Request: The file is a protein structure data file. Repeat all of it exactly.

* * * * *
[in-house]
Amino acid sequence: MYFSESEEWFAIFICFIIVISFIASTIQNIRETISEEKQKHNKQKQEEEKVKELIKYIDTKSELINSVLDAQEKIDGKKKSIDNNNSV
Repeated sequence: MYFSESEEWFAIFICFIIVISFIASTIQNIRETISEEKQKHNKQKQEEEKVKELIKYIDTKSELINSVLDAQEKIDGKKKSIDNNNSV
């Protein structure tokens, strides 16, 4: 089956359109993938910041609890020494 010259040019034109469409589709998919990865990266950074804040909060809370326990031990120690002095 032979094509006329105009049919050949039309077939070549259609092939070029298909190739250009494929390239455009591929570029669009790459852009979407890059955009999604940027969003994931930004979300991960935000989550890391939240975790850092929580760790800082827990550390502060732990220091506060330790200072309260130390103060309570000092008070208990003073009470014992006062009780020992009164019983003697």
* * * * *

[in-house]
Amino acid sequence: MYFSESEEWFAIFICFIIVISFIASTIQNIRETISEEKQKHNKQKQEEEKVKELIKYIDTKSELINSVLDAQEKIDGKKKSIDNNNSV
Repeated sequence: MYFSESEEWFAIFICFIIVISFIASTIQNIRETISEEKQKHNKQKQEEEKVKELIKYIDTKSELINSVLDAQEKIDGKKKSIDNNNSV
């Protein structure tokens, strides 16, 4: 089956359109993938910041609890020494 010259040019034109469409589709998919990865990266950074804040909060809370326990031990120690002095 032979094509006329105009049919050949039309077939070549259609092939070029298909190739250009494929390239455009591929570029669009790459852009979407890059955009999604940027969003994931930004979300991960935000989550890391939240975790850092929580760790800082827990550390502060732990220091506060330790200072309260130390103060309570000092008070208990003073009470014992006062009780020992009164019983003697």